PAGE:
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Triton XXIV

Lot nuber 911

BITHYNIA, Prusias ad Hypium. Macrinus. AD 217-218. Æ Decassarion(?) (34mm, 21.46 g, 7h). Labors of Hercules issue. The Fouth Labor – The Erymanthian Boar.

Triton XXIV
Lot: 911.
 Estimated: $ 3 000

Roman Provincial, Bronze, Coin-in-Hand Video

Sold For $ 3 000. This amount does not include the buyer’s fee.

Go to Live

BITHYNIA, Prusias ad Hypium. Macrinus. AD 217-218. Æ Decassarion(?) (34mm, 21.46 g, 7h). Labors of Hercules issue. The Fouth Labor – The Erymanthian Boar. AV·T · K M OΠЄΛ CЄOV[H]P MAKPINOC AVC (sic), laureate, draped, and cuirassed bust right / ΠPOVCIЄ ON ΠΡO, C VΠΙO in exergue (sic), Hercules, wearing lion’s skin, standing right, holding Erymanthian Boar over his shoulder, displaying it to Eurystheus, who stands left at Hercules’s feet, his arms raised in terror. Unpublished in the standard references. Red-brown and dark green surfaces, minor roughness. Near EF. Unique.

In the Fourth Labor, Hercules was charged with capturing the Erymanthian Boar. The beast resided in a grove sacred to Artemis near Mount Erymanthus in Arcadia, and would descend from the wilderness to wreck havoc on the surrounding farms and groves.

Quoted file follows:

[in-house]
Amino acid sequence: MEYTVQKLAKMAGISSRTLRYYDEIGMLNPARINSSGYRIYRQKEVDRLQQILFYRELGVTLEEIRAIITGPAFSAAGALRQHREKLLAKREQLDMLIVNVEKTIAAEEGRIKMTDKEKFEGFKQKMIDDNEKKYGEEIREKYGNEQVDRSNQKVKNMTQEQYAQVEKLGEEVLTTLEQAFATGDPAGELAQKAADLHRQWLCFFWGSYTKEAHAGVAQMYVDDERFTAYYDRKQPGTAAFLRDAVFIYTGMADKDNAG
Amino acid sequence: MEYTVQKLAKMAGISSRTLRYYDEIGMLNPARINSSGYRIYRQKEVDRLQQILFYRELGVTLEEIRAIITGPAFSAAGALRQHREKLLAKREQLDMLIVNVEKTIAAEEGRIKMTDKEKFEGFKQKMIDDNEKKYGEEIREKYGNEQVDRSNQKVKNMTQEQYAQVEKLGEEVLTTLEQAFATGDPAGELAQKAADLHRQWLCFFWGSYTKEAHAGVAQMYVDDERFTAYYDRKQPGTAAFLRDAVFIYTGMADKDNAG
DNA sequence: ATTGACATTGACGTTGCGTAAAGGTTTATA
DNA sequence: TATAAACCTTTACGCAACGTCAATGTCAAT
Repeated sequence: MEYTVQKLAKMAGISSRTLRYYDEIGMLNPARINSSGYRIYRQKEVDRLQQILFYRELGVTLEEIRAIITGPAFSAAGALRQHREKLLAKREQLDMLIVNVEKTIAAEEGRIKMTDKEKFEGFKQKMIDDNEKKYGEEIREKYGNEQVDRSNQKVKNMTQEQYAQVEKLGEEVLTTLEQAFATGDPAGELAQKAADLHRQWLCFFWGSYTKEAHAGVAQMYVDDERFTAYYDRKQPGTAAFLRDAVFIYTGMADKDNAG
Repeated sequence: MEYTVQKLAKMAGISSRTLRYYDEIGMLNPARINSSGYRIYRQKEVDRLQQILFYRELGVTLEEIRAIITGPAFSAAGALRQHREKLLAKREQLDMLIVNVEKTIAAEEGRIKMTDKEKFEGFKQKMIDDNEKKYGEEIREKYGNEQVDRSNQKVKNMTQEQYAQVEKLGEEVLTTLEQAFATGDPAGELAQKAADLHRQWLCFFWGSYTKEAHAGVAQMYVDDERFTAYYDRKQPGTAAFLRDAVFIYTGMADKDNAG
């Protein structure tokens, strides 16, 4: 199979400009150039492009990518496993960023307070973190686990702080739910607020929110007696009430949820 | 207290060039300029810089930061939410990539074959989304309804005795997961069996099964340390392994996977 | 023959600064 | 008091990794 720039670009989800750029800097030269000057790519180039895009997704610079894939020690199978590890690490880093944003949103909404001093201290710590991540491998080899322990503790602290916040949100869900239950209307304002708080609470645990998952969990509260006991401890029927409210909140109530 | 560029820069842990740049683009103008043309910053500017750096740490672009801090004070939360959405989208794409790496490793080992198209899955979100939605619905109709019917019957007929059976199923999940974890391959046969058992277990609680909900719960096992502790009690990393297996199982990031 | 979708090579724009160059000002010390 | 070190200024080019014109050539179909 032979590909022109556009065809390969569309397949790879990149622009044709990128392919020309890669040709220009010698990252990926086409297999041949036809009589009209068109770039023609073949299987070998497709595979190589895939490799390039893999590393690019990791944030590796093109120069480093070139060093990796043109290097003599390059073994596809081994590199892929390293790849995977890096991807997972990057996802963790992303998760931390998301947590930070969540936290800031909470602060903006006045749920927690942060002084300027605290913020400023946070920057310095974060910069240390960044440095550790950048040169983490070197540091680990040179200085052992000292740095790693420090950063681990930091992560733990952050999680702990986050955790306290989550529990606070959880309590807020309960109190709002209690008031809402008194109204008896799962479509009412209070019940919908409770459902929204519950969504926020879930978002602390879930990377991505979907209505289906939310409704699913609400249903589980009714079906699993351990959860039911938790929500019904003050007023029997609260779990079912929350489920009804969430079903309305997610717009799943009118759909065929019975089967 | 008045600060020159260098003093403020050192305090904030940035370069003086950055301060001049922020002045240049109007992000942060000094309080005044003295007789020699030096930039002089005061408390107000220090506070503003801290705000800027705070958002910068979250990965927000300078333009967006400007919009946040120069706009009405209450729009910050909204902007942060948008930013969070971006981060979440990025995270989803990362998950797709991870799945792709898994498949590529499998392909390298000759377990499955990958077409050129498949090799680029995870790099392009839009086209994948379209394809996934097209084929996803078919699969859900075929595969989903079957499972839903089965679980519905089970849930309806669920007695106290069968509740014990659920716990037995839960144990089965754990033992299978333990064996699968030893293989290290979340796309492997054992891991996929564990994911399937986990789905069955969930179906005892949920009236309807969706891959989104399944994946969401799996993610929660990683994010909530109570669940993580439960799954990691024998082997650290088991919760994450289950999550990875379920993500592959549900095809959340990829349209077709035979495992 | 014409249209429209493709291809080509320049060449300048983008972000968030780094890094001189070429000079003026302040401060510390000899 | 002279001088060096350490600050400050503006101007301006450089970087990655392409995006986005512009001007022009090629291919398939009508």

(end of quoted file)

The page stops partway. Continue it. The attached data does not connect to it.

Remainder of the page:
During his hunt for the Boar, Hercules visited his friend, the centaur Pholus, who lived in a cave on the mountain. The centaur provided the hungry and thirsty hero with food, but shied from offering him the wine he had because it did not belong to him, and was for the use of all the centaurs. Hercules, nevertheless, opened the jar, and, smelling the wine’s aroma, the other centaurs became excited and intoxicated. A fight soon ensued, and Hercules slew a number of centaurs with arrows poisoned by the blood of the Hydra. During the melee, another of Hercules’s friends, the kindly centaur Chiron, was accidentally wounded. Although Chiron did not die, as he was immortal, he did experience great pain. Hercules attempted to medicate the wound, but his efforts were of little avail. In return for his kindness, however, Chiron offered advice to the hero as to how he could capture the Boar.

Now back on task after his disastrous dawdling, Hercules trapped the Boar by pursuing it through the mountain snows until the creature collapsed from exhaustion. Netting the animal, he carried it back to Tiryns and presented it to Eurystheus. Frightened by the Boar, Eurystheus hid himself in a large bronze crater, as is depicted here. This scene is well known from an Attic Black-Figure vase of the late sixth century BC in the David M. Robinson Collection in the University of Mississippi (D.M. Robinson, "Unpublished Greek Vases in the Robinson Collection," AJA 60.1 [January 1956], 12, and pl. 8).

The final winners of all Triton XXIV lots will be determined during the live online sale that will be held on 19-20 January 2021. This lot is in Session Three, which begins 20 January 2021 at 9 AM ET.

Winning bids are subject to a 20% buyer's fee for bids placed on this website and 22.50% for all others.

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